Dr. Greene’s Answer:
That can be a tough age for sleeping. If you want to teach kids to stay in their own rooms, there are several steps involved.
You want to make his room comfortable for him and make sure he has a bed that’s the right size (bunk beds, for example, are best reserved for older kids). Sometimes glow-in-the-dark stars on the ceiling can also make a room more comfortable. Try giving him something to listen to during the night, such as a cassette tape or CD of good stories (I like Jim Weiss’ stories. I’ve used them for years) or quiet music (there’s a reason that lullabies have developed in almost every culture) or perhaps even your own voice reading stories. The first few times kids listen to something new, it might keep them awake for a bit, but pretty soon the story is just interesting enough to keep them from getting bored or scared, and just familiar enough to let them drift off peacefully.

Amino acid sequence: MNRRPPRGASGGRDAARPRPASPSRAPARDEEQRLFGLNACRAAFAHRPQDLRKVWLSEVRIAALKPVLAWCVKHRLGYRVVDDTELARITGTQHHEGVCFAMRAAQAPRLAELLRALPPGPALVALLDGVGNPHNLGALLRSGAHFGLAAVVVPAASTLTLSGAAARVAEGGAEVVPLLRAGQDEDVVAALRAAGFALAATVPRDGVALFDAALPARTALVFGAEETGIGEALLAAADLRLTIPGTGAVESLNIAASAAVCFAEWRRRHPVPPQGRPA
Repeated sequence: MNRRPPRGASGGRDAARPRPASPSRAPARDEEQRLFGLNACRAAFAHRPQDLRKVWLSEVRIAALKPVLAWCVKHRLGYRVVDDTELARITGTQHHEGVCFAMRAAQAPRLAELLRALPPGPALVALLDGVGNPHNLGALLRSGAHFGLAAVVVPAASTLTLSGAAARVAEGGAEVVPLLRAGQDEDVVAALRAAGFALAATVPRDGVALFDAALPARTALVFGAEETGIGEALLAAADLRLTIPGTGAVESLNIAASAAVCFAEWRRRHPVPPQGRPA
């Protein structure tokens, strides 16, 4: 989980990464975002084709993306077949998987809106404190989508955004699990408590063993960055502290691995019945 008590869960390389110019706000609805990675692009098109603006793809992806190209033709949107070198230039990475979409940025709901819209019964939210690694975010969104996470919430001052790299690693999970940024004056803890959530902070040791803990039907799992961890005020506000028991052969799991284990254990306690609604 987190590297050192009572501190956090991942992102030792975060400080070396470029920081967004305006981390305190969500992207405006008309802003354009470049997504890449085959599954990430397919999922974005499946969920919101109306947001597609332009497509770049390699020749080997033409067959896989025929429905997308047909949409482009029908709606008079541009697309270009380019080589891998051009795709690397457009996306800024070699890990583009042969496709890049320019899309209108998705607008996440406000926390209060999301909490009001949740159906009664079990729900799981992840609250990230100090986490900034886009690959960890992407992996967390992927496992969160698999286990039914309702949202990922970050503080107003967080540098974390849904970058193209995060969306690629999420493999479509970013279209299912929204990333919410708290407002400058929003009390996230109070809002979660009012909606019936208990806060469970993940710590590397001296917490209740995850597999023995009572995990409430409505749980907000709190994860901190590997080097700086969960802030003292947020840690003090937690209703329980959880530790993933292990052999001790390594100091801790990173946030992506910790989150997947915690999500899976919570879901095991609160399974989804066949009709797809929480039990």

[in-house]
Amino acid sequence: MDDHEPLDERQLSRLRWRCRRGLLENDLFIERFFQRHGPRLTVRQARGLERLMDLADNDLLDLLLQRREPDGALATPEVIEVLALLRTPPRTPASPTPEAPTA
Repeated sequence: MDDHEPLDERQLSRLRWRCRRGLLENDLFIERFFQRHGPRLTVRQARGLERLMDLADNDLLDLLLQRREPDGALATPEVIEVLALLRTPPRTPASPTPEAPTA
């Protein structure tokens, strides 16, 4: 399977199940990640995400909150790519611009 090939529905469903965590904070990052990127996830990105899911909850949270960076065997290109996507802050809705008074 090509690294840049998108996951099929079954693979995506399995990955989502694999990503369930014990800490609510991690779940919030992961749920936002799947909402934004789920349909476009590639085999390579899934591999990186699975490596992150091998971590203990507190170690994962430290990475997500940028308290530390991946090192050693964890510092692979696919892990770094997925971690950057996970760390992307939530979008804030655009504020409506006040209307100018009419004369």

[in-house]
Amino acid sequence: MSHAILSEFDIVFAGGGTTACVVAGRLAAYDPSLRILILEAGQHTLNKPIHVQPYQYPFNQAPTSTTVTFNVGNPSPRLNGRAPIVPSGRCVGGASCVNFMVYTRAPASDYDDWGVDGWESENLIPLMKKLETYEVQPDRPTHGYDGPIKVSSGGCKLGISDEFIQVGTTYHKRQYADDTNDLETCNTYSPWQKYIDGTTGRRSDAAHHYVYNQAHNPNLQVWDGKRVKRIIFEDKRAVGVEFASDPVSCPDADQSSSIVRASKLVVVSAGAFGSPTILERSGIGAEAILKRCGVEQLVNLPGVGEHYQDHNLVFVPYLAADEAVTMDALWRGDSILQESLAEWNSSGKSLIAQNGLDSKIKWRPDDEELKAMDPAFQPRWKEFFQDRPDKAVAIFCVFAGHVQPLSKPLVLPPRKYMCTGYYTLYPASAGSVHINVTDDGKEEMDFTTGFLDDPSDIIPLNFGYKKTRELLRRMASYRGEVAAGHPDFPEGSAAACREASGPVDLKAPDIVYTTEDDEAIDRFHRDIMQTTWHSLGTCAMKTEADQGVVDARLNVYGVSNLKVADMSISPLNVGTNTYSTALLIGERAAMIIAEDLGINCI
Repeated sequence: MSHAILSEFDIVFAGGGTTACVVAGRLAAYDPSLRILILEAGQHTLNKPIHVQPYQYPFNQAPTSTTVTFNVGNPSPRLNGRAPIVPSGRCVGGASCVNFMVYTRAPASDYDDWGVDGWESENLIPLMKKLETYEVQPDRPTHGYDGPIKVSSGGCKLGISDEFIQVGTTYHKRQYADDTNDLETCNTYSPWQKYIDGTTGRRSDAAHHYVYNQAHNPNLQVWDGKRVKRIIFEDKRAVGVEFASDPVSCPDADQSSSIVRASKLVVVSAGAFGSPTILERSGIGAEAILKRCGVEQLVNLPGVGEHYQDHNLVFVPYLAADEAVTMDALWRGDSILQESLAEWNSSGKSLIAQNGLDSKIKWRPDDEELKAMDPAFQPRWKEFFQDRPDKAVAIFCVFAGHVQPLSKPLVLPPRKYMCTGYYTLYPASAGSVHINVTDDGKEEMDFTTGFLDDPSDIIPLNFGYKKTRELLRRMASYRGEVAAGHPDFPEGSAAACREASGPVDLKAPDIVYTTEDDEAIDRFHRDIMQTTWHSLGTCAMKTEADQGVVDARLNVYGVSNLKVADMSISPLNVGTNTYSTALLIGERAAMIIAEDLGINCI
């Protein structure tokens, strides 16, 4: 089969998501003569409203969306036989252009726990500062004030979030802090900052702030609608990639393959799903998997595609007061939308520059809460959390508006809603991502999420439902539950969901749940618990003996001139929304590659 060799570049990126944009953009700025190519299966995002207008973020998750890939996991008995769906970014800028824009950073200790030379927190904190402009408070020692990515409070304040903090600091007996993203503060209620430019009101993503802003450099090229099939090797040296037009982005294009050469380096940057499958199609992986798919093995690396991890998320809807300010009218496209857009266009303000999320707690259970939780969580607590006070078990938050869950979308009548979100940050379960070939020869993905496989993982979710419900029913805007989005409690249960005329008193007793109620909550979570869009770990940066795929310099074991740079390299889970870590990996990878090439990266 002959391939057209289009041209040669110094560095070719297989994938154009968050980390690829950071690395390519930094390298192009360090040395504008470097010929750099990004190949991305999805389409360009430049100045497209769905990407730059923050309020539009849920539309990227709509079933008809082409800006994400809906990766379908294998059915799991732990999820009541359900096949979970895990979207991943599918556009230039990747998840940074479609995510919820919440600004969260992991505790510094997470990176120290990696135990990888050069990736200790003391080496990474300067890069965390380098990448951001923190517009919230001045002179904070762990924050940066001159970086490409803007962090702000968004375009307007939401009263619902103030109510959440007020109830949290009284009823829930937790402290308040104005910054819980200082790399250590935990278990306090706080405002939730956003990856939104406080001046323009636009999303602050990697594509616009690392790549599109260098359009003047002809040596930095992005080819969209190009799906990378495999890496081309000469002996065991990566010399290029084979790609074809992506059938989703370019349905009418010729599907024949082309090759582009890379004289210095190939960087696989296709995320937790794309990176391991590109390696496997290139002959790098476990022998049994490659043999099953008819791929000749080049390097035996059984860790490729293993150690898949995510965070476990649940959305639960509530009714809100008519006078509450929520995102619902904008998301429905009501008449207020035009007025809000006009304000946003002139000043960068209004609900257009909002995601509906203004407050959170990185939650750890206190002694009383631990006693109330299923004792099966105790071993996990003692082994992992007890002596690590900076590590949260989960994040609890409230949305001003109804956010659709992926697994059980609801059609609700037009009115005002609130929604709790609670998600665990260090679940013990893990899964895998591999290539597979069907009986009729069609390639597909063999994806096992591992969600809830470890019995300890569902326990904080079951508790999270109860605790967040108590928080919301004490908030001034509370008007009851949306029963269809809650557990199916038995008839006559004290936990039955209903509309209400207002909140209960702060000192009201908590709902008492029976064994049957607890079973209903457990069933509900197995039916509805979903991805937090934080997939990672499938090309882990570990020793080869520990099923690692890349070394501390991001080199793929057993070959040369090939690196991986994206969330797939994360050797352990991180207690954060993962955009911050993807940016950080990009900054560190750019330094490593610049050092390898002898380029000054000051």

I’m a big fan of giving kids a card that is a free pass for one trip out of their room each night after bedtime. It must be a short trip–a hug, a glass of water, or just a chance to see you–and when they have surrendered their card, if they come to you again that night, they are walked back without a word and without eye contact. This knowledge that they can see their parents if they need to and will be warmly greeted helps kids to relax. After trying out the card for several nights, most kids will hold on to it (in case they need it later) and fall asleep.Reviewed by: Khanh-Van Le-Bucklin, Rebecca Hicks
Last reviewed: August 28, 2008